A growing number of companies believe that slowing the aging process is not just possible but inevitable, and there's been a burst of investment in the longevity space. In the past decade, venture capitalists, technologists, and deep-pocketed armchair scientists have poured hundreds of millions of dollars into longevity research with the goal of creating consumer therapies — someday, these might be as routine as popping a multivitamin. Bailey's Juvenescence currently has 11 entities under its umbrella, exploring more than 20 therapies that target everything from slowing cellular aging to regenerating aging organs.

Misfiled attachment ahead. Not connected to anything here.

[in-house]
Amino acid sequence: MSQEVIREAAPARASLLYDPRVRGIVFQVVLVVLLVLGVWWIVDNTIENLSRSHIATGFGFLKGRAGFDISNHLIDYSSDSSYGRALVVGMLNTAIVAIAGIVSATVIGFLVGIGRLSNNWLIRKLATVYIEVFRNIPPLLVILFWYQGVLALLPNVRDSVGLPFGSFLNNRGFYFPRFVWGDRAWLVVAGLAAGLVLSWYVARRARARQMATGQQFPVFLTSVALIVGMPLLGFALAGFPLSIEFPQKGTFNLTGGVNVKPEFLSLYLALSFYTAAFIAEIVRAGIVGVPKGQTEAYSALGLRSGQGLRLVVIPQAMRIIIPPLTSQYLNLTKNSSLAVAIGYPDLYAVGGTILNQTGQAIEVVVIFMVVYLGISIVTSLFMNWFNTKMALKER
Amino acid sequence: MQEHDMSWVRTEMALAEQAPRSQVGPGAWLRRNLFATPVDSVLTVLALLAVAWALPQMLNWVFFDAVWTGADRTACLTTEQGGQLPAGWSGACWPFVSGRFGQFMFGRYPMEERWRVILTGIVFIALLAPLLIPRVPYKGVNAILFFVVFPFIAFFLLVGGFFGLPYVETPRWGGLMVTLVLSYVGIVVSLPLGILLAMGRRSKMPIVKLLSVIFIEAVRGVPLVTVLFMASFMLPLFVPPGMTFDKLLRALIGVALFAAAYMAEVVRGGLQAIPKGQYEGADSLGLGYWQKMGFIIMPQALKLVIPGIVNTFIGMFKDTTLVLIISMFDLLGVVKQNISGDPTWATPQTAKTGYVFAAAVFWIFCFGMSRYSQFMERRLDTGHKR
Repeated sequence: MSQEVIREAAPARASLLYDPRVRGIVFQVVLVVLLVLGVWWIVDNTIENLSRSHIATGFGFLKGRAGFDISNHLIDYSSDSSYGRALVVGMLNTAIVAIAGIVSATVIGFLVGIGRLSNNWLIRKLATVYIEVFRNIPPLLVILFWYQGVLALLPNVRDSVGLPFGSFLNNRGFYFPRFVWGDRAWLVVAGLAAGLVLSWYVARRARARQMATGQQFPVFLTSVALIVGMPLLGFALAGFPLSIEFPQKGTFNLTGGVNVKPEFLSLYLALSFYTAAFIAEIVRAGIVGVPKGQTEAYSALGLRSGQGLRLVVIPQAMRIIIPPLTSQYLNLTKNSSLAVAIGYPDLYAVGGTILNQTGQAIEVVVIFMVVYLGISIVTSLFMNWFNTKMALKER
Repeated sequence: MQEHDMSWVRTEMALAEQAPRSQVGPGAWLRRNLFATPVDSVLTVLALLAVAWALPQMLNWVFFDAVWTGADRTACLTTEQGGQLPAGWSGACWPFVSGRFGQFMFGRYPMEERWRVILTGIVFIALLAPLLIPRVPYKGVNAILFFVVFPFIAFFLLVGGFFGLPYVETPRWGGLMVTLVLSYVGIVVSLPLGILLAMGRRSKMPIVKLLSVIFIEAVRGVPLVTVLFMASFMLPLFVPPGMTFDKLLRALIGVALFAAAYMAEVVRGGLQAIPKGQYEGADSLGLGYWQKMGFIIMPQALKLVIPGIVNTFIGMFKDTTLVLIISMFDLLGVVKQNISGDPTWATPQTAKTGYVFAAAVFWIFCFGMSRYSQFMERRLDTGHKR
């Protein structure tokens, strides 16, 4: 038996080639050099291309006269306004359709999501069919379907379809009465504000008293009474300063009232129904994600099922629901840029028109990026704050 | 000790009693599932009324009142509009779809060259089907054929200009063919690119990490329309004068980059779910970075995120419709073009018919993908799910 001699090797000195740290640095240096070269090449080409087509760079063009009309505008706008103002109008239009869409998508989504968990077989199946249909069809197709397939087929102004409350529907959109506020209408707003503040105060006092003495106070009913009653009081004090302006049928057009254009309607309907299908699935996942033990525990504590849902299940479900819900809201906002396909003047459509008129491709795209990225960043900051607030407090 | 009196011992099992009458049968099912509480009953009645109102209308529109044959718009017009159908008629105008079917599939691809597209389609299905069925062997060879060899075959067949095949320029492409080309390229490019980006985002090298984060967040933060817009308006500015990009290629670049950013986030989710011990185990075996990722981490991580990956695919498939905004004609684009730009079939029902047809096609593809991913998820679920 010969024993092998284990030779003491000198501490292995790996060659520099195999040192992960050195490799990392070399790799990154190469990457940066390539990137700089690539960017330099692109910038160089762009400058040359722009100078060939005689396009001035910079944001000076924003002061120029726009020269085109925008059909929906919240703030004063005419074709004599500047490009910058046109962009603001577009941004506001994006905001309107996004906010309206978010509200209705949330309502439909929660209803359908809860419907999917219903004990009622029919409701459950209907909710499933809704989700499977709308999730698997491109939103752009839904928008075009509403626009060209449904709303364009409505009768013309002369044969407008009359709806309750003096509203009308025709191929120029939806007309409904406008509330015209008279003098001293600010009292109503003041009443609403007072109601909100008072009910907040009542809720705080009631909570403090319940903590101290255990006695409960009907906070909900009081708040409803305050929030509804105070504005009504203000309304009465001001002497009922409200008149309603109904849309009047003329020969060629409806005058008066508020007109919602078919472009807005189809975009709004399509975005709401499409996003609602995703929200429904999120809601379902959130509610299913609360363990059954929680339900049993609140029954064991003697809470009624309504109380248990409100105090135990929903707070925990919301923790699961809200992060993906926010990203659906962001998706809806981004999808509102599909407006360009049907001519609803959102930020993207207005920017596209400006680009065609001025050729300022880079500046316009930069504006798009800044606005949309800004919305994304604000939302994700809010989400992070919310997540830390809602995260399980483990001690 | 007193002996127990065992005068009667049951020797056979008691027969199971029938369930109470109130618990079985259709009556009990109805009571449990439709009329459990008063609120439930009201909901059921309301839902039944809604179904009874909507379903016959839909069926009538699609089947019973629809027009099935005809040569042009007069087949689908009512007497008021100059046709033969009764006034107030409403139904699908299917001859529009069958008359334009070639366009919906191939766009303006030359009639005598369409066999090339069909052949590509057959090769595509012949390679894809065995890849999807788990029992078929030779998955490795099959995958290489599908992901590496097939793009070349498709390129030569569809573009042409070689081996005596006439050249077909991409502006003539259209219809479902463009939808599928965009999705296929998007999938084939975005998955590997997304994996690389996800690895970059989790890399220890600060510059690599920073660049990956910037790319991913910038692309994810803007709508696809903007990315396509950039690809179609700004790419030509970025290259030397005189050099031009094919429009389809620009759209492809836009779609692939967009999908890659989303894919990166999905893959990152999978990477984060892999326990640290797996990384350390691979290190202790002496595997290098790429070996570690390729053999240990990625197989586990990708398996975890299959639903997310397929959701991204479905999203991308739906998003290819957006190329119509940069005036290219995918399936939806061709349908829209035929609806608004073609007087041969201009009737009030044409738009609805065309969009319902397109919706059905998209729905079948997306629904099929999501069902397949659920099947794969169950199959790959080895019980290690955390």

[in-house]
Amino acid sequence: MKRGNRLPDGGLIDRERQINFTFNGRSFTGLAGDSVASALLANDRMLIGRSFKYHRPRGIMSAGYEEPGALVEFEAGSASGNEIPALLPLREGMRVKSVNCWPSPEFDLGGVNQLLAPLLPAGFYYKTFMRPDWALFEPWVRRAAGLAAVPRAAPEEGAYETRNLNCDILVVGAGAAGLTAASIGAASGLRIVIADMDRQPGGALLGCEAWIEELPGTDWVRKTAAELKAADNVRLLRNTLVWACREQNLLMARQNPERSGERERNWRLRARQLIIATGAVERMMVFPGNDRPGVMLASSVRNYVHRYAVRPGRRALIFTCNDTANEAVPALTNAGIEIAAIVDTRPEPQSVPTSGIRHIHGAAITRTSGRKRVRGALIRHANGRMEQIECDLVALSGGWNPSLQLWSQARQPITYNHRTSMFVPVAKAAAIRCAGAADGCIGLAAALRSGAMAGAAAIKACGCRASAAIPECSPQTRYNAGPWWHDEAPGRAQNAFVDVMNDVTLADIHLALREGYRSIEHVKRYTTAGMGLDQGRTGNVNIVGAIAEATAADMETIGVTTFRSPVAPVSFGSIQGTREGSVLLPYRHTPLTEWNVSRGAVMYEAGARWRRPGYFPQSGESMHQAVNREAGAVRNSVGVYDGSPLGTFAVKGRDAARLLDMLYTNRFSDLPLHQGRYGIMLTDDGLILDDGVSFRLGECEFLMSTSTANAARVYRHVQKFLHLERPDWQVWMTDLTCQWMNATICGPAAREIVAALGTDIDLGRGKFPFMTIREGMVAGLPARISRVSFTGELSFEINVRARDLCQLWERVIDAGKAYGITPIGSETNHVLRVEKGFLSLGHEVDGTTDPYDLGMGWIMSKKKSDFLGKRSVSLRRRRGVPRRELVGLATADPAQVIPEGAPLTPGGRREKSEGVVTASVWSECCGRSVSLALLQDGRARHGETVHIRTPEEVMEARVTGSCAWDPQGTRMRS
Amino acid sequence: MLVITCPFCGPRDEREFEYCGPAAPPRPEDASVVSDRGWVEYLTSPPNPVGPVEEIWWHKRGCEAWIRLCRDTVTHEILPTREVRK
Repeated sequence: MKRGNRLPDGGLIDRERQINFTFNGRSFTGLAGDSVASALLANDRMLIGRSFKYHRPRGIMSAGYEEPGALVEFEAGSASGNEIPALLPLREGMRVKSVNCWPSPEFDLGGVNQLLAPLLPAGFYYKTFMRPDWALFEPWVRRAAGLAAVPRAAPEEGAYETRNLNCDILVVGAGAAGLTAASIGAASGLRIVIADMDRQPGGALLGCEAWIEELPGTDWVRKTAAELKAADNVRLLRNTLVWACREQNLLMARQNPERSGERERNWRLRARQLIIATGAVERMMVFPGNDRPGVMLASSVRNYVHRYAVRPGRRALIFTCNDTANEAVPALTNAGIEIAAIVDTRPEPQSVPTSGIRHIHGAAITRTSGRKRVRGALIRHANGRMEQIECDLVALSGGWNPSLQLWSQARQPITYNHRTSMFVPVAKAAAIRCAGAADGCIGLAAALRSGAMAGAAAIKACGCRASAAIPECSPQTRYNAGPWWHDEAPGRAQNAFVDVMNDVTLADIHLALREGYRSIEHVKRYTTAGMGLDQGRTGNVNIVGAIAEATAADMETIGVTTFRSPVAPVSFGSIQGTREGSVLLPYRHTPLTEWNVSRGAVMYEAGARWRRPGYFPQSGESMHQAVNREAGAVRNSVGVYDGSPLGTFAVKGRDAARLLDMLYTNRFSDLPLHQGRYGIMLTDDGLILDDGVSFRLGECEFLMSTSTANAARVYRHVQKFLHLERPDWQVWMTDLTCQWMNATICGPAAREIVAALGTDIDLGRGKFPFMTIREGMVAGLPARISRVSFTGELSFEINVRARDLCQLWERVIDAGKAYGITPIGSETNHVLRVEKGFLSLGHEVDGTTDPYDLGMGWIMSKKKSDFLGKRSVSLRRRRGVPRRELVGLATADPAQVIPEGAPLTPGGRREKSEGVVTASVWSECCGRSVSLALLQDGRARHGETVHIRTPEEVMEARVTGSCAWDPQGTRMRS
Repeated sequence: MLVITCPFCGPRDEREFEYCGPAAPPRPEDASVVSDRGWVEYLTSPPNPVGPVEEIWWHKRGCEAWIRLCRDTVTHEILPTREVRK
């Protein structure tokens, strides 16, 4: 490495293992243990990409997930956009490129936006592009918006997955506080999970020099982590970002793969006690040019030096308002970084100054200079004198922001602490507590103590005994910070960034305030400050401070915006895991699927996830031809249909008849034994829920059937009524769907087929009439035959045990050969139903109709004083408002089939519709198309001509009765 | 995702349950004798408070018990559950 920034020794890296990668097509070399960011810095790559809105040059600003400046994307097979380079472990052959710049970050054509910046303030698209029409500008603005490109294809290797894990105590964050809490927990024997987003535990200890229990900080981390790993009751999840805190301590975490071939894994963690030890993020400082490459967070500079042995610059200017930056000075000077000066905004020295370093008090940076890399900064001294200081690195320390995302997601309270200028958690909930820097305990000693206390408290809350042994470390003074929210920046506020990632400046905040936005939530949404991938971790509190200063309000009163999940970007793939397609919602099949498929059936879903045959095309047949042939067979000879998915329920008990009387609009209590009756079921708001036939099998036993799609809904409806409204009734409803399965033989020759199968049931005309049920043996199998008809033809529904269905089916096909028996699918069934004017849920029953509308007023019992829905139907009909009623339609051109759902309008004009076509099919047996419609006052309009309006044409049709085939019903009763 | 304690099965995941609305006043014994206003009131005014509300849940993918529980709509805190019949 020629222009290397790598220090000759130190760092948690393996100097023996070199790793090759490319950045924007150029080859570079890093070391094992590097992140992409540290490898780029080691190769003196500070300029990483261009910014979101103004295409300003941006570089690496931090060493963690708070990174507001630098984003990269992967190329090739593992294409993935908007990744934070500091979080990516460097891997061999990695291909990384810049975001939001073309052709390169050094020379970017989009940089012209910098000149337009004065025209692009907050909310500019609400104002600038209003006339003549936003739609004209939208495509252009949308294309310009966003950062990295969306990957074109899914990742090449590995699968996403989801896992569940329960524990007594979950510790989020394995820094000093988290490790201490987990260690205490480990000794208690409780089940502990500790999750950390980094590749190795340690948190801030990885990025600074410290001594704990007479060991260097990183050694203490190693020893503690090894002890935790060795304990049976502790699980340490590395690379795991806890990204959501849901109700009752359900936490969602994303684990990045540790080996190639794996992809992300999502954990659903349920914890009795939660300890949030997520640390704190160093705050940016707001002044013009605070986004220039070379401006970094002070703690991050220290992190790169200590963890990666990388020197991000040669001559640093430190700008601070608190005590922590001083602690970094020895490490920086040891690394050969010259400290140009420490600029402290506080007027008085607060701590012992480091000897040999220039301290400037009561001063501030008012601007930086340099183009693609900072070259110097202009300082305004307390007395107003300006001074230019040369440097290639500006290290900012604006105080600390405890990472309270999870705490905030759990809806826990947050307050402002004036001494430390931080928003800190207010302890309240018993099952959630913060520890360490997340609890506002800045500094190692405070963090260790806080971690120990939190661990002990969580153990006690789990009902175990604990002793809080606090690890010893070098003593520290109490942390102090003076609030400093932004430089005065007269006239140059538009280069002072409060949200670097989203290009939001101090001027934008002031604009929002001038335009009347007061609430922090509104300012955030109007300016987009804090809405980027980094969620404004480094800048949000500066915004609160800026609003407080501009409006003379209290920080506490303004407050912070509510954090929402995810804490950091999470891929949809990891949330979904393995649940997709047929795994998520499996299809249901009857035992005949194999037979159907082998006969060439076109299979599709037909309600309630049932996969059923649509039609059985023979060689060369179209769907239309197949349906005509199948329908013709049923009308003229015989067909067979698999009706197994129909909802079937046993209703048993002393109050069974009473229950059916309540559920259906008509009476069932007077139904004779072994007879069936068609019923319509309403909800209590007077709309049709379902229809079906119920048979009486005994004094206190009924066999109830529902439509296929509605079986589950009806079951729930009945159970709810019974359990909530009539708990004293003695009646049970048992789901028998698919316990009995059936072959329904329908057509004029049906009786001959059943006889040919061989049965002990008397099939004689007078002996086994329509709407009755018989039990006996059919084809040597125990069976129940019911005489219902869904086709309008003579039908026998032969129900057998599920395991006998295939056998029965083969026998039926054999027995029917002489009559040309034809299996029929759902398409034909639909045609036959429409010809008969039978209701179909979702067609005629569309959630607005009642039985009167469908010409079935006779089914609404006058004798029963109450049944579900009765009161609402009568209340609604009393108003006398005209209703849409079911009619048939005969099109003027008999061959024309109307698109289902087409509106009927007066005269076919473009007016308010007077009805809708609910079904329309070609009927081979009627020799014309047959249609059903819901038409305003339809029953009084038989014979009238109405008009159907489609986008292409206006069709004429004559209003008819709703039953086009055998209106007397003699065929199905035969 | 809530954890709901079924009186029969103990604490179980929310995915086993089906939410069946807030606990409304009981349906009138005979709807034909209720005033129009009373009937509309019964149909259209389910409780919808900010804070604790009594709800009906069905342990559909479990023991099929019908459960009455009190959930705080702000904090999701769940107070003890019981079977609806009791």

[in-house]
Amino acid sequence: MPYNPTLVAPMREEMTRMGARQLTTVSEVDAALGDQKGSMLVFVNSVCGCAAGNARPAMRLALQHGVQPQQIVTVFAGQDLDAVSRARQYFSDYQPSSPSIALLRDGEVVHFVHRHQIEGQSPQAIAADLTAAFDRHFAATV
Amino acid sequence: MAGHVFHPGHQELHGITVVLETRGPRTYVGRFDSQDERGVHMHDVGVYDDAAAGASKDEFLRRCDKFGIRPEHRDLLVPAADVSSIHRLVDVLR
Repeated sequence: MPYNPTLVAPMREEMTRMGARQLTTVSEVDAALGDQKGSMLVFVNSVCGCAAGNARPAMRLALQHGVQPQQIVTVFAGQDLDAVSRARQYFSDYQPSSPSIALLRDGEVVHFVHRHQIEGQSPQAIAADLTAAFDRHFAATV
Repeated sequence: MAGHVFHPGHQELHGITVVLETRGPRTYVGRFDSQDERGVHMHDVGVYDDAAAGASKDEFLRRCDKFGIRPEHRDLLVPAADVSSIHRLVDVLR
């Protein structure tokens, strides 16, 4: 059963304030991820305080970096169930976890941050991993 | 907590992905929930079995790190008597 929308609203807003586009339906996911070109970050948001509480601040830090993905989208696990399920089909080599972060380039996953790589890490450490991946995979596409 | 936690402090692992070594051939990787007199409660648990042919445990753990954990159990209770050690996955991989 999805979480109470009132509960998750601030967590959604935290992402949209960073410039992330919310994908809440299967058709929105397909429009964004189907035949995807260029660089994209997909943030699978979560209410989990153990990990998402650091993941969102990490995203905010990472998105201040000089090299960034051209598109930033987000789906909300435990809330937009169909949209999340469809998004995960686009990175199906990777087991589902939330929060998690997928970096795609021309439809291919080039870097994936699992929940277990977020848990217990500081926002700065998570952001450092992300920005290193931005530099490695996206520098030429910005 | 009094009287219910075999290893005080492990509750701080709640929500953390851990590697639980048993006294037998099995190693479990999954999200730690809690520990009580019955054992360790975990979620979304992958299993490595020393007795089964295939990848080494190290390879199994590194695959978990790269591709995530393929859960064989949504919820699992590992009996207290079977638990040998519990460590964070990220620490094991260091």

Later this year, Juvenescence will launch its first commercial product, a drinkable ketone ester called Metabolic Switch (expected to be priced under $10 a day — less than many green juices). It was developed with researchers at the Buck Institute for Research on Aging. Bailey explains that the drink induces a state of ketosis, a metabolic process during which the body burns fat (instead of carbs) for energy. It's trendy to try to achieve ketosis through extreme dieting, but "[this drink] puts you into ketosis without having to fast for three-plus days," he says. A ketone-rich diet has been shown to extend life span and protect against neurodegenerative and cardiovascular disease — but, so far, only in mice. Bailey is confident, though, that similar benefits for the brain and heart will apply to humans.